Gobble, Gobble, Bang!

How I killed Thanksgiving dinner

Here I am in Maine, having relocated in April after spending my first 34 years around major cities like New York and San Francisco. Strange things happen here, such as wild turkeys wandering out of the woods behind your apartment complex. Even stranger, you develop the desire to shoot and eat them. Maybe I wanted to fit in. Maybe it was inspiration from Michael Pollan’s hunter-porn account of killing a pig in The Omnivore’s Dilemma: A Natural History of Four Meals. Maybe it was a Thanksgiving thing. Whatever the case, I was driven to hunt. For others considering killing their own food, here, in brief, are the way stations on my path from latte-drinking, Volvo-driving urban sophisticate to bloodstained rural sportsman:

Hunter Education Course:

A state requirement. We learned the 10 commandments of safe hunting, none of which, oddly, is “Thou shalt kill.” Nor was one “Go to Wal-Mart,” but it may as well have been, because that’s what the instructors kept telling us to do, as in: “You can get this compass for six bucks at Wal-Mart.” I scored 100 on the final exam, but that’s not as impressive as it sounds, given that one of the questions involved identifying a trigger. The 14-year-old girl next to me passed with a score in the low 70s. Bless her heart, and the hearts of those who hunt anywhere near her.

The Range:

I did so well with a rifle that I brought the bullet-riddled target home to show my wife, which I think may have reversed whatever jolt of manliness I had earned firing a gun for the first time. I didn’t do so well with the shotgun, which is what you use to hunt a turkey.

The Guide:

Mine was David Wilson, who also sells trapping supplies out of his home. When I met him to scout, he said, “Come in, as long as you don’t mind the smell of skunk.” Skunk essence was one of the trapping lures on his shelf, along with red fox urine, bobcat meat, and the anal gland of a coyote. I wondered why he hadn’t said, “Come in, as long as you don’t mind being confronted with the anal gland of a coyote.” He told me to go to Wal-Mart and buy “camo,” then he let me take a couple of shots at a milk jug in his backyard, which brings me to:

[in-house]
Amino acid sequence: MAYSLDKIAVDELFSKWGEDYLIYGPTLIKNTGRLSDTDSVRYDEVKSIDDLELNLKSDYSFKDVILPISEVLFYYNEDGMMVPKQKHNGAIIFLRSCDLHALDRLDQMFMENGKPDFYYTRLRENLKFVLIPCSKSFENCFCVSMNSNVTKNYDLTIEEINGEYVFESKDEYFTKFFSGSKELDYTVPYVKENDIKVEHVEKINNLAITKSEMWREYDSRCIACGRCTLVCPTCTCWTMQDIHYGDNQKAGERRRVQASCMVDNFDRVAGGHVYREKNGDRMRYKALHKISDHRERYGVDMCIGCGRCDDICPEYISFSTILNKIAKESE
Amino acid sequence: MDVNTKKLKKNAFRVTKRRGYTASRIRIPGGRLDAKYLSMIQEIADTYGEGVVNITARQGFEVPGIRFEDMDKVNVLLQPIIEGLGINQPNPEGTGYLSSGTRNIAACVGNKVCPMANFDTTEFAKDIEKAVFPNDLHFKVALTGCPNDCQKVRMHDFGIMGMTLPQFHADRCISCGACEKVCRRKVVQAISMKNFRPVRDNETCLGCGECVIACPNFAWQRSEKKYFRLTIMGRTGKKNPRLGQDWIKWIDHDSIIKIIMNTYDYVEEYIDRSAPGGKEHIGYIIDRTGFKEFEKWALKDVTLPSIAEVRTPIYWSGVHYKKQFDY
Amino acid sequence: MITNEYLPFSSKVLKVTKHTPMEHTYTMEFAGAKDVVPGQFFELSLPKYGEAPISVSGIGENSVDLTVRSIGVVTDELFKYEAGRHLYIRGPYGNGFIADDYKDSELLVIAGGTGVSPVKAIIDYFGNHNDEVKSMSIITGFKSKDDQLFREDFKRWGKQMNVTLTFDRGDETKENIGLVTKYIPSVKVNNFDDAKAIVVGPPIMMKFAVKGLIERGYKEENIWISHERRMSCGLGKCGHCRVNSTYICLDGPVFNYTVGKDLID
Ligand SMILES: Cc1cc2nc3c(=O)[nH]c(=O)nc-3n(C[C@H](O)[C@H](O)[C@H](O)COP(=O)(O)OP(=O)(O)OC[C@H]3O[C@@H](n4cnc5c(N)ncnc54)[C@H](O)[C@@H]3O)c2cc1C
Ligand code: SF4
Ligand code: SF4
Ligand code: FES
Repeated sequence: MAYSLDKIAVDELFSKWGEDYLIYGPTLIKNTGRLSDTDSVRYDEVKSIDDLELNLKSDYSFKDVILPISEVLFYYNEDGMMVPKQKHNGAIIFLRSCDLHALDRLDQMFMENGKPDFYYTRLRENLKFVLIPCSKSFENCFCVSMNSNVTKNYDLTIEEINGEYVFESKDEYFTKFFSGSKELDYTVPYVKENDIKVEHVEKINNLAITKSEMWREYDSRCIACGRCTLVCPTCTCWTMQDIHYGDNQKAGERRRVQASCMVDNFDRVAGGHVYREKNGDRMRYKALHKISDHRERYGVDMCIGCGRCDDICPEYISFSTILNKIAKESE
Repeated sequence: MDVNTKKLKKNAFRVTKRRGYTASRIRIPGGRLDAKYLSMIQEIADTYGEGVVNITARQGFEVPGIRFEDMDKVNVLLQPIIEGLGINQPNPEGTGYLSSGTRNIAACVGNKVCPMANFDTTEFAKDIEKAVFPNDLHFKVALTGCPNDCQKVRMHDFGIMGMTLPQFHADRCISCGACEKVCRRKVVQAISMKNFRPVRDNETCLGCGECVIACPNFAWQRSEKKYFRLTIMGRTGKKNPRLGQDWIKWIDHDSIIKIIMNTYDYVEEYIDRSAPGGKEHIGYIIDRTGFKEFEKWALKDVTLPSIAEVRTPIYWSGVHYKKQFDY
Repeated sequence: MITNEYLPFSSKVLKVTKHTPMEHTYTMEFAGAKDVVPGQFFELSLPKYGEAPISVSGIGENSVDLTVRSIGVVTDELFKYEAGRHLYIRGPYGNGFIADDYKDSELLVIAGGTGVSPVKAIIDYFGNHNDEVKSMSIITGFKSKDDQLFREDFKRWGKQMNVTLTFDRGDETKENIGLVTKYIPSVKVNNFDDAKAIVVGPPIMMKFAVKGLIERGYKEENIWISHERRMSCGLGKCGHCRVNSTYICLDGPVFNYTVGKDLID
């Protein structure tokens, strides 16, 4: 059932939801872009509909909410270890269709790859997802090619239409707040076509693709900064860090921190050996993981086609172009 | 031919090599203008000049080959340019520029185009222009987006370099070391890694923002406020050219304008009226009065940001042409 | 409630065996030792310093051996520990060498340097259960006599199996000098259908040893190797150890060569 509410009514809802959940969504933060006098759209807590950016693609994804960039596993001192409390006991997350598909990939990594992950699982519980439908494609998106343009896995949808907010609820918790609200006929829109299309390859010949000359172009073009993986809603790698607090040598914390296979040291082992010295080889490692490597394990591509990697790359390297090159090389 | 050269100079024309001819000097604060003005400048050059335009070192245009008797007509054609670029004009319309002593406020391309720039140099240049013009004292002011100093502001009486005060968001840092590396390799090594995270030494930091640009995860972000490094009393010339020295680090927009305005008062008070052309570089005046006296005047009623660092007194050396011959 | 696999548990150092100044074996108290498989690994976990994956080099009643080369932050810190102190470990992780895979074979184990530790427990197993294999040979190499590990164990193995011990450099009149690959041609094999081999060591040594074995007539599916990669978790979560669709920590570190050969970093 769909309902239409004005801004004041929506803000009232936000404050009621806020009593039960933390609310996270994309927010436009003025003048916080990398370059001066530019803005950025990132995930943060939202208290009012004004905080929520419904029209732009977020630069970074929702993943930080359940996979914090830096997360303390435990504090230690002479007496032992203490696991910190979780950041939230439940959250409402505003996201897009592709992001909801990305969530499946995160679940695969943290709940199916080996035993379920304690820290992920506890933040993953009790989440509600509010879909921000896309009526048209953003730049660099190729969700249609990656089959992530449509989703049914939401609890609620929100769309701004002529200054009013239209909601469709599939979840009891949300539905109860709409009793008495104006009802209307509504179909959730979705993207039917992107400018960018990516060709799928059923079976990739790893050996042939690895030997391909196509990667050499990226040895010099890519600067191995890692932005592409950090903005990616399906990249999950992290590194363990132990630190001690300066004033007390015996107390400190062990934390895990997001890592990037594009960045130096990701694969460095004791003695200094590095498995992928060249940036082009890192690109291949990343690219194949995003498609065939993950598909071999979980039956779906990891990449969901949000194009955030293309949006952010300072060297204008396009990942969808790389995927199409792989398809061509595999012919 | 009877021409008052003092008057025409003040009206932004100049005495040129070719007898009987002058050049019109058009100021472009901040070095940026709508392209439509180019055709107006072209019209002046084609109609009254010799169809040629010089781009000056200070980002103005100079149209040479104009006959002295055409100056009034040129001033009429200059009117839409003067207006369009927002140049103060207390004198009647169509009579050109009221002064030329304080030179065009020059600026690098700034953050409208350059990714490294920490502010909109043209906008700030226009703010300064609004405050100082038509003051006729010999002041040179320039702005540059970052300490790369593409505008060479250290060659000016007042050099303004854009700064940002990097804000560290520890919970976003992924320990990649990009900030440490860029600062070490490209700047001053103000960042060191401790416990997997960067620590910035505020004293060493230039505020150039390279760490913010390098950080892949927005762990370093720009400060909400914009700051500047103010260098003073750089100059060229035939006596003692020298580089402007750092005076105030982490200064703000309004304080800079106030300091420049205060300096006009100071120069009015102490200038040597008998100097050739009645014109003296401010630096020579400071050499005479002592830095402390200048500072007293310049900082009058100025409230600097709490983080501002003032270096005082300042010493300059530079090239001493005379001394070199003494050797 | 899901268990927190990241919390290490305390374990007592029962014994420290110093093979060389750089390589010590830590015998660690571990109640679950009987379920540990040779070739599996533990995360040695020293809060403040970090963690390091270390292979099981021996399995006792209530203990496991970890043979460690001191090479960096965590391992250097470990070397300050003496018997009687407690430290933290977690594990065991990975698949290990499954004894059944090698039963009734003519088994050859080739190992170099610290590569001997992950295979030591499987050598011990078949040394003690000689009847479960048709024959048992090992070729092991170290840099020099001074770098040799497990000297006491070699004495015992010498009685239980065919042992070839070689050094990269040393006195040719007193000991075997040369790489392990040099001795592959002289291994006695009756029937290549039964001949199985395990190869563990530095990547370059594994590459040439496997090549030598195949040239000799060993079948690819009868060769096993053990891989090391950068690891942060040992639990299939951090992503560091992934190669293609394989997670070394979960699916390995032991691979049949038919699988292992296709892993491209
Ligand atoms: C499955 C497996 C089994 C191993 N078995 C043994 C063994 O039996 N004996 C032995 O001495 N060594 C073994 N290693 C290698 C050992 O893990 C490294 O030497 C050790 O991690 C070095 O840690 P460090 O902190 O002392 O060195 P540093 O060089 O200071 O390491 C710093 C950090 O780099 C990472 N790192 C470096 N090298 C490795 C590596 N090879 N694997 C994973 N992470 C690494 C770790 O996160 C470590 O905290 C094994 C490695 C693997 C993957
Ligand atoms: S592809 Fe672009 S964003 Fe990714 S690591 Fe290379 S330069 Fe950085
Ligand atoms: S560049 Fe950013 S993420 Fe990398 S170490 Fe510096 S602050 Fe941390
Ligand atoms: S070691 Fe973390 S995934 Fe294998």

The Range:

I didn’t get much better at shooting, but I did eventually learn to stop saying “Pull” as if it had a question mark after it.

The Hunt:

Dave and I traipsed for hours around rolling farm fields and woods and saw four different turkey flocks, but never got close enough to take a shot. At 3 p.m. I said we better knock off because I was getting sunburned. I imagine every sportsman in Maine has heard by now about the out-of-stater who ended a hunt because he forgot his Banana Boat.

The Other Hunt:

I befriended a local farmer with a lot of land and went out myself with a rented gun the next day to hunt it. I settled in at sunrise, well camouflaged and determined to stay perfectly still for at least a couple of hours. A few minutes later I got up for a stroll, at which time two turkeys and I startled each other and they flew away. By midafternoon, having stalked three other flocks unsuccessfully, I discovered the secret to patience in the woods: napping. Not long after I woke up from a nap, I saw a flock of turkeys pecking contentedly a few hundred yards away. I crept through the woods and shot one in a heart-pounding ambush. Killing that turkey felt like one of the most serious things I’ve ever done. See Michael Pollan for the profound effect that this action can have on a man. I will say I had to finish the job with my gloved hands, and I was deeply affected by the sound of the bird’s death rattle.

After the Hunt:

I did a Google search on “how to clean a wild turkey.” It was complicated, so there was a lot of shuttling from counter to desk, hands covered with blood and feathers, trying to page forward with my elbow. A day later I browned my hen in duck fat, then did my best to channel Molly Stevens, braising the turkey in onion, carrots, fennel, ginger, garlic, morels, bay leaves, thyme, cloves, star anise, roasted cumin seeds, chile flakes, Marsala, orange juice, and chicken stock. It didn’t have the silky tenderness of a normal braise, but it was a privilege to eat. Plus, there were two tough birds in that room.

Published October 26, 2007

Illustration by gregma

Alexander Lane writes freelance journalism from Maine, New York City, and the Pacific Northwest. He formerly covered the environment for the New Jersey Star-Ledger, after stints as a rock guitarist and a line cook.

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